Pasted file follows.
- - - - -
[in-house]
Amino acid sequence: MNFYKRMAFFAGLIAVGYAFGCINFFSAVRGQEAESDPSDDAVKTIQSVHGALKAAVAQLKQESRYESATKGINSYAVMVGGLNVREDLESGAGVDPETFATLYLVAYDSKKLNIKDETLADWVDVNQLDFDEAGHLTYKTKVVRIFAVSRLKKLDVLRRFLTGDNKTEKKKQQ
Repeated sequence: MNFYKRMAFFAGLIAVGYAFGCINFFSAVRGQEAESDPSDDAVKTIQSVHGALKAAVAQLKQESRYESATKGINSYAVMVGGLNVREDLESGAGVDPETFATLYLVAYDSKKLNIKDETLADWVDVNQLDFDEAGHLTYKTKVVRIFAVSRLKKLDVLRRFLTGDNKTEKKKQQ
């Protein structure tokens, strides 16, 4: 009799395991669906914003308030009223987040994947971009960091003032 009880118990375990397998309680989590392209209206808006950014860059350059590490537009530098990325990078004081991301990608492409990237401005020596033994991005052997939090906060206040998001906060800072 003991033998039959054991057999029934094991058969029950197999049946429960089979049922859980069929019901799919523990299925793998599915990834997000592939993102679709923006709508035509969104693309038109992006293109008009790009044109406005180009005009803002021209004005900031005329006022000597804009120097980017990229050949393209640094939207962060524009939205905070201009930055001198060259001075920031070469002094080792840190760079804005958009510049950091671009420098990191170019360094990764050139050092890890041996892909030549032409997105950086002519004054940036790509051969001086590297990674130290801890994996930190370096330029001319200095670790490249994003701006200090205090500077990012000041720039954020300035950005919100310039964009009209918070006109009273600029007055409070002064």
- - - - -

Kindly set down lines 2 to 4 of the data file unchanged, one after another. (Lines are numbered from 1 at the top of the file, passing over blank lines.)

Amino acid sequence: MNFYKRMAFFAGLIAVGYAFGCINFFSAVRGQEAESDPSDDAVKTIQSVHGALKAAVAQLKQESRYESATKGINSYAVMVGGLNVREDLESGAGVDPETFATLYLVAYDSKKLNIKDETLADWVDVNQLDFDEAGHLTYKTKVVRIFAVSRLKKLDVLRRFLTGDNKTEKKKQQ
Repeated sequence: MNFYKRMAFFAGLIAVGYAFGCINFFSAVRGQEAESDPSDDAVKTIQSVHGALKAAVAQLKQESRYESATKGINSYAVMVGGLNVREDLESGAGVDPETFATLYLVAYDSKKLNIKDETLADWVDVNQLDFDEAGHLTYKTKVVRIFAVSRLKKLDVLRRFLTGDNKTEKKKQQ
């Protein structure tokens, strides 16, 4: 009799395991669906914003308030009223987040994947971009960091003032 009880118990375990397998309680989590392209209206808006950014860059350059590490537009530098990325990078004081991301990608492409990237401005020596033994991005052997939090906060206040998001906060800072 003991033998039959054991057999029934094991058969029950197999049946429960089979049922859980069929019901799919523990299925793998599915990834997000592939993102679709923006709508035509969104693309038109992006293109008009790009044109406005180009005009803002021209004005900031005329006022000597804009120097980017990229050949393209640094939207962060524009939205905070201009930055001198060259001075920031070469002094080792840190760079804005958009510049950091671009420098990191170019360094990764050139050092890890041996892909030549032409997105950086002519004054940036790509051969001086590297990674130290801890994996930190370096330029001319200095670790490249994003701006200090205090500077990012000041720039954020300035950005919100310039964009009209918070006109009273600029007055409070002064």